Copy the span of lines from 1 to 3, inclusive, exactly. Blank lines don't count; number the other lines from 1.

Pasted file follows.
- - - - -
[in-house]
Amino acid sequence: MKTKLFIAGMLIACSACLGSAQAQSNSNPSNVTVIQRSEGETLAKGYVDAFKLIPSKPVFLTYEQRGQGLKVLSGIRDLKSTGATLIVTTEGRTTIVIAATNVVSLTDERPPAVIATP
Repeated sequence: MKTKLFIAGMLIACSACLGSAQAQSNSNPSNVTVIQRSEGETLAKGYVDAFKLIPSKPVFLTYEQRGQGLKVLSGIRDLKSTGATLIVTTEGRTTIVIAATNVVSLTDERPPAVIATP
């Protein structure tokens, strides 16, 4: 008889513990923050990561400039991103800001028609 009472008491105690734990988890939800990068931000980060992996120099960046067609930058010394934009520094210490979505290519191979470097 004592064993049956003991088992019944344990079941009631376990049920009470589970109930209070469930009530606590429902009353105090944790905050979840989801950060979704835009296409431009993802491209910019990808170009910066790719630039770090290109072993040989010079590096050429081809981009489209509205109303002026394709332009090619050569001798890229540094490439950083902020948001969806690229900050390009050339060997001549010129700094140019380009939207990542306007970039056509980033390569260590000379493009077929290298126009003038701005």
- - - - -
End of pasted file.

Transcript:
[in-house]
Amino acid sequence: MKTKLFIAGMLIACSACLGSAQAQSNSNPSNVTVIQRSEGETLAKGYVDAFKLIPSKPVFLTYEQRGQGLKVLSGIRDLKSTGATLIVTTEGRTTIVIAATNVVSLTDERPPAVIATP
Repeated sequence: MKTKLFIAGMLIACSACLGSAQAQSNSNPSNVTVIQRSEGETLAKGYVDAFKLIPSKPVFLTYEQRGQGLKVLSGIRDLKSTGATLIVTTEGRTTIVIAATNVVSLTDERPPAVIATP